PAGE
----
with small plug-in functions you can call from your own scripts.
Included are a MIME attachment killer, an autoresponder which
requires the correspondent to know a secret cookie before it will
respond, parse different kinds of dates, and a lot more.
mail to email@example.com with Subject: send help
to get instructions for retreiving all or parts of the library
available from the main Procmail site and mirrors,
must be the prime example of a Procmail application
in widespread use.
It is a mailing list server (a la Listproc and Majordomo)
written entirely in the form of Procmail scripts.
a copy of the INTRO file.
You can find more information in the SmartList distribution.
Eli the Bearded has compiled a Procmail with Perl embedded.
This is still beta (or even alpha) in nature, but if you are interested,
you'll find it at
See also the
net-abuse related links
This section has links to programs which are not necessary
for operating Procmail but which can be helpful in
configuring Procmail, writing advanced scripts,
diagnosing problems in your setup, and other associated chores.
As a rule, these pages contain both some sort of short introduction to
Procmail and some example snippets from the authors'
a spam deflector by Bill Evans.
Catherine A. Hampton's
both bounces and auto-replies to unwanted mail (beta).
Gregory Sutter's and Matthew Hunt's
reportedly catches 90-95% of the authors' spam.
Another package is
by Farhad Anklesaria, who describes it thus:
"nothing startlingly new here, just a convenient package that we are
using and that anyone else is welcome to."
J. Daniel Smith's
are available for anonymous ftp. You probably should have some prior
exposure to Procmail because there is no real documentation (yet).
Don Doumakes has implemented
NoCeM for E-mail,
a rather novel concept; when you come up with a good Procmail
recipe, you PGP sign it and send it off to a nocem-e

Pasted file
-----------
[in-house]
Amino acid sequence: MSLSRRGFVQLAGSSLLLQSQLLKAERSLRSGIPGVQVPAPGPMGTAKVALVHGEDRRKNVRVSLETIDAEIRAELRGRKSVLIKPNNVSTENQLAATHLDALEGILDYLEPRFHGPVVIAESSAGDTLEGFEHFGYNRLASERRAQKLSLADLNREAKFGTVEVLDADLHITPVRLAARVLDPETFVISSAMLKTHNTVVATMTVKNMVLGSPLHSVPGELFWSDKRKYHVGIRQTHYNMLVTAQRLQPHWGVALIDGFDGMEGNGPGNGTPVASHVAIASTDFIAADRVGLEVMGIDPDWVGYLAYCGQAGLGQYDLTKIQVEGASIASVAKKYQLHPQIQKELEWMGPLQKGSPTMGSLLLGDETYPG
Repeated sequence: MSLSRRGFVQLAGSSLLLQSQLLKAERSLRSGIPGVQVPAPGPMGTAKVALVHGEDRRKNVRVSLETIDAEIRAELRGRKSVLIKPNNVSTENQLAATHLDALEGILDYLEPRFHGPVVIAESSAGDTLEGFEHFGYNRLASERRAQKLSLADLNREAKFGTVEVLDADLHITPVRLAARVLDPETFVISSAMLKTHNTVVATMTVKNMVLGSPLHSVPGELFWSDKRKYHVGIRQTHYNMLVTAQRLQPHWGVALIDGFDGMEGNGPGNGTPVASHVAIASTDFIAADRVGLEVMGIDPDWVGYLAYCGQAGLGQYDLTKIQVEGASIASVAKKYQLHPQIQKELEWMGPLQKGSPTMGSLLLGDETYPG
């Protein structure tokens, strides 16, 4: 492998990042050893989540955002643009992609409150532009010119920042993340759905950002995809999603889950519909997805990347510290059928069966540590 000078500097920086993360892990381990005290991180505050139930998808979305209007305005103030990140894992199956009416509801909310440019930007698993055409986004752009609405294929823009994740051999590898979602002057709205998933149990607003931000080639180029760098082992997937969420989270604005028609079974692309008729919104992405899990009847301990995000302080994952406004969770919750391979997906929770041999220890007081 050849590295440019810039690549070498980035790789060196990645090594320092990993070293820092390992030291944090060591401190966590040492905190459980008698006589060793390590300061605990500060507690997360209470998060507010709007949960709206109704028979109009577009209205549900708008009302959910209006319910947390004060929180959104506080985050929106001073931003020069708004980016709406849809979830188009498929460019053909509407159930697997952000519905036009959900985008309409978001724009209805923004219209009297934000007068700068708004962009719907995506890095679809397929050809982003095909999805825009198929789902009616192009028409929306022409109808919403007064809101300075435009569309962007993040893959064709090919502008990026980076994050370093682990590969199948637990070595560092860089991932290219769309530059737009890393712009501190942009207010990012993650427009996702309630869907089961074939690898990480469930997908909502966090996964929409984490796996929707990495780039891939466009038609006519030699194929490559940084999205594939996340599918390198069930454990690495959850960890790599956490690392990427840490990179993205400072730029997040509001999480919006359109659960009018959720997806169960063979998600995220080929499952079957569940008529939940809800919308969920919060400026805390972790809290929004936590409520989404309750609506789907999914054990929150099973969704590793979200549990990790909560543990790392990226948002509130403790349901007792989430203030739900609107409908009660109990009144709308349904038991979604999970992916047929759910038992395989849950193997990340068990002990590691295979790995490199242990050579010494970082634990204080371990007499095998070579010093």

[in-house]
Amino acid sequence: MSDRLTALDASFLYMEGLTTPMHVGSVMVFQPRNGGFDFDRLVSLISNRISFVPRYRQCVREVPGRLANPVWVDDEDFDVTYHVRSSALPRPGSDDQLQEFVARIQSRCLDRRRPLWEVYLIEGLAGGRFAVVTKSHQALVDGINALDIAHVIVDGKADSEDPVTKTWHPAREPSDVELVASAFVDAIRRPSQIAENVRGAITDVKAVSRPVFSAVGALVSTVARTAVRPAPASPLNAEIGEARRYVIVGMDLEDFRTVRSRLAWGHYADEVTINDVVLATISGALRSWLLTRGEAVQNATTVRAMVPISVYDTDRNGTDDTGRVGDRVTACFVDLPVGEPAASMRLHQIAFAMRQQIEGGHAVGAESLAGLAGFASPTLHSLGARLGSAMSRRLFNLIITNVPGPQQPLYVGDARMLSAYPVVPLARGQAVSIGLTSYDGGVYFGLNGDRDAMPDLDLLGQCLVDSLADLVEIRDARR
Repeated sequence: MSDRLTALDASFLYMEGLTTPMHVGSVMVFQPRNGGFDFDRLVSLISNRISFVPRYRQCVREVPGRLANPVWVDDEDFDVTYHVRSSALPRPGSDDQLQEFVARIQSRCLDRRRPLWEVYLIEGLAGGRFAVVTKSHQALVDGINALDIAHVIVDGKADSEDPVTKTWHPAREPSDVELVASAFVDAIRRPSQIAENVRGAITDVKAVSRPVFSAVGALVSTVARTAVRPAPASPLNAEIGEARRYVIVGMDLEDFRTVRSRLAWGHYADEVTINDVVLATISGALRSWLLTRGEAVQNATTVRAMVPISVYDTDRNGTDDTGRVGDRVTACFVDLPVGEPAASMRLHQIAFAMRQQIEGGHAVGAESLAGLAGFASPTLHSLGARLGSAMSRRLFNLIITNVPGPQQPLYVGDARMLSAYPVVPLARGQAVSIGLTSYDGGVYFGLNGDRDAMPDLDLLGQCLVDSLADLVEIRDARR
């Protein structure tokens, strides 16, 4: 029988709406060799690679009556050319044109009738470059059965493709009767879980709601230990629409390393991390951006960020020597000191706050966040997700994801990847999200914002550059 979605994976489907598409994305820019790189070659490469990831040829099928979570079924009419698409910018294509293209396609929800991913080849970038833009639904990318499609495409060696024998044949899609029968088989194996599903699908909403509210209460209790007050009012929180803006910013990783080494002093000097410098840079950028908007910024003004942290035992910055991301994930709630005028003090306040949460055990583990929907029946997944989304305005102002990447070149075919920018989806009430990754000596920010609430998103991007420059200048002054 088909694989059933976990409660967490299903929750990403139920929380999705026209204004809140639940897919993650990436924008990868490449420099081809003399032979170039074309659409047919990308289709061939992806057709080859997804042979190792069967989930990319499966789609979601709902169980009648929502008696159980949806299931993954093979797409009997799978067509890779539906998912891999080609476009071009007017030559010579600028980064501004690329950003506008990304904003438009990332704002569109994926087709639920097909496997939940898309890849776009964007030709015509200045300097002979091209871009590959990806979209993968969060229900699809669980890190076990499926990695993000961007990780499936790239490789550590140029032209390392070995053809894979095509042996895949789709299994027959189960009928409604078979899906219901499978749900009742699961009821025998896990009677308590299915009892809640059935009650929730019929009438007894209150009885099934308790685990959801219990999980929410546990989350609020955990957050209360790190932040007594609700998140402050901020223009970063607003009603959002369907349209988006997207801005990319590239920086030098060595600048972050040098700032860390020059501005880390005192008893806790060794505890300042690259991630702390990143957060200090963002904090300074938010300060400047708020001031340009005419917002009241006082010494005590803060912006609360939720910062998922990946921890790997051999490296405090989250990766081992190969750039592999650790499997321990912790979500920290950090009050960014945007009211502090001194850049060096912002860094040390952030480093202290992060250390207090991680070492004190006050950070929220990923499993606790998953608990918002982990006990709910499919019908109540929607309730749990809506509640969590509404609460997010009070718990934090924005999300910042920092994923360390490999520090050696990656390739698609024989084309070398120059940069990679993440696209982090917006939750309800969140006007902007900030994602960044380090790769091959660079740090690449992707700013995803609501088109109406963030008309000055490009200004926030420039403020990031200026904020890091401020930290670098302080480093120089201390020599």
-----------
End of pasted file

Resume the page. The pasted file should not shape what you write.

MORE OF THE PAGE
On the receiving end, you have software to automatically add recipes
from people you trust, with the option to add recipes from other
To subscribe to Don's list, see the instructions on
his Abuse page.
(Don's page also has many links to non-Procmail spam tools.)
Dougal Campbell has started up a general
nocem-e-notices mailing list
[The original NoCeM is for Usenet and works rather differently;
has an introduction and some tools.]
a script by Doug Muth which uses Formail to pick out appropriate
complaint addresses from a spam message.
a Perl script by Terry Jones for determining if a message is spam
(or rather, actually, a framework for hooking up your own spam-detecting
Perl functions). (Beta, I presume)
- One of the really classical "give my password or buzz off"
implementations. Spamgard is another.
Eli the Bearded
- Various interesting stuff, mostly to keep unwelcome stuff out
(not just spam, though)
- Another really elaborate live
with some nifty header handling
(thanks to Eli for the pointer)
- Several modular example
(thanks to Simeon)
- Worth checking out for the copy of Craig Johnston's
.procmailrc alone, with more to come.
And of course, there's this
magazine article about Procmail.
- Automatic Quoted-Printable decoding, some examples, and
some good texts about why to use Procmail in the first place
Felix von Leitner
.procmailrc (including more umlauts as well
as PGP attachment handing), and a little bashing of elm's
- Another live
.procmailrc with some interesting
features; note the strong similarities with the previous one
(it's not clear to me who's borrowing from whom, but you
might want to compare them just for fun)
- (This is another link to the tips page; I wanted it here, too.
See various entries above; you might prefer the
unless you absolutely want live links.)
Here's where I try to include other relevant stuff about mail handling
in general. Sendmail and spam filtering are two obvious picks of topics,
but if you have other relevant links you think would fit here,
please don't hesitate to mail me with them.
If everything else you read here is
<insert favorite language you do not understand here>
to you, the following might help.
Spam, or unsolicited bulk e-mail, is an ubiquitous problem on today's Internet
and apparently one of the foremost reasons people get interested in
using Procmail. There is hence a rather large assortment of spam-related
Among the entries in the
several are fairly newbie-oriented. Try the Filtering Mail FAQ for starters.
Check out what Yahoo has to say about